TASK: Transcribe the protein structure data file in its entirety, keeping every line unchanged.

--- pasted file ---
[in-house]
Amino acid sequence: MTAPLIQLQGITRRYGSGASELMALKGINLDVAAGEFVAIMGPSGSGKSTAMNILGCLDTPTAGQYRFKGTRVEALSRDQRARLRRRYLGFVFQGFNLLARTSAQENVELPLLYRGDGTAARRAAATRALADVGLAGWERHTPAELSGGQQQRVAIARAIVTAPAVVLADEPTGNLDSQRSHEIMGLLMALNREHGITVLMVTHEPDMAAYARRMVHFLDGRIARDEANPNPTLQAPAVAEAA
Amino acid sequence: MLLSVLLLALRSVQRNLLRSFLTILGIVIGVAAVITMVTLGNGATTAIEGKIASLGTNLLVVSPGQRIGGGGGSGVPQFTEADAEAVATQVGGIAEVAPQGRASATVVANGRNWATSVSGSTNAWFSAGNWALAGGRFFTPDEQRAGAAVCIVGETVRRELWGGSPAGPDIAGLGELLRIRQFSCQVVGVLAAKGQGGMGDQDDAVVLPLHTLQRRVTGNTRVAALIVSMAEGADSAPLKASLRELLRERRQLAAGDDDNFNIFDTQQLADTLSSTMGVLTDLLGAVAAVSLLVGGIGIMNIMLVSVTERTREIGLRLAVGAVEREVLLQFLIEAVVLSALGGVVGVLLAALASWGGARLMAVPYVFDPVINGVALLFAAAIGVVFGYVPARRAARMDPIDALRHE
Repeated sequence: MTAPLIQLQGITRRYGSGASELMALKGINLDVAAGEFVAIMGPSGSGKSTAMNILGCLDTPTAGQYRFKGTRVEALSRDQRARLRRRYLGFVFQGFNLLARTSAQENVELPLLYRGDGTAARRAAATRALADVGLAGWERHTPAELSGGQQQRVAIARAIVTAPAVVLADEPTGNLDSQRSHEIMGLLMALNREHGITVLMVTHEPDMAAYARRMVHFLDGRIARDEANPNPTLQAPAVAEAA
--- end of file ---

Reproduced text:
[in-house]
Amino acid sequence: MTAPLIQLQGITRRYGSGASELMALKGINLDVAAGEFVAIMGPSGSGKSTAMNILGCLDTPTAGQYRFKGTRVEALSRDQRARLRRRYLGFVFQGFNLLARTSAQENVELPLLYRGDGTAARRAAATRALADVGLAGWERHTPAELSGGQQQRVAIARAIVTAPAVVLADEPTGNLDSQRSHEIMGLLMALNREHGITVLMVTHEPDMAAYARRMVHFLDGRIARDEANPNPTLQAPAVAEAA
Amino acid sequence: MLLSVLLLALRSVQRNLLRSFLTILGIVIGVAAVITMVTLGNGATTAIEGKIASLGTNLLVVSPGQRIGGGGGSGVPQFTEADAEAVATQVGGIAEVAPQGRASATVVANGRNWATSVSGSTNAWFSAGNWALAGGRFFTPDEQRAGAAVCIVGETVRRELWGGSPAGPDIAGLGELLRIRQFSCQVVGVLAAKGQGGMGDQDDAVVLPLHTLQRRVTGNTRVAALIVSMAEGADSAPLKASLRELLRERRQLAAGDDDNFNIFDTQQLADTLSSTMGVLTDLLGAVAAVSLLVGGIGIMNIMLVSVTERTREIGLRLAVGAVEREVLLQFLIEAVVLSALGGVVGVLLAALASWGGARLMAVPYVFDPVINGVALLFAAAIGVVFGYVPARRAARMDPIDALRHE
Repeated sequence: MTAPLIQLQGITRRYGSGASELMALKGINLDVAAGEFVAIMGPSGSGKSTAMNILGCLDTPTAGQYRFKGTRVEALSRDQRARLRRRYLGFVFQGFNLLARTSAQENVELPLLYRGDGTAARRAAATRALADVGLAGWERHTPAELSGGQQQRVAIARAIVTAPAVVLADEPTGNLDSQRSHEIMGLLMALNREHGITVLMVTHEPDMAAYARRMVHFLDGRIARDEANPNPTLQAPAVAEAA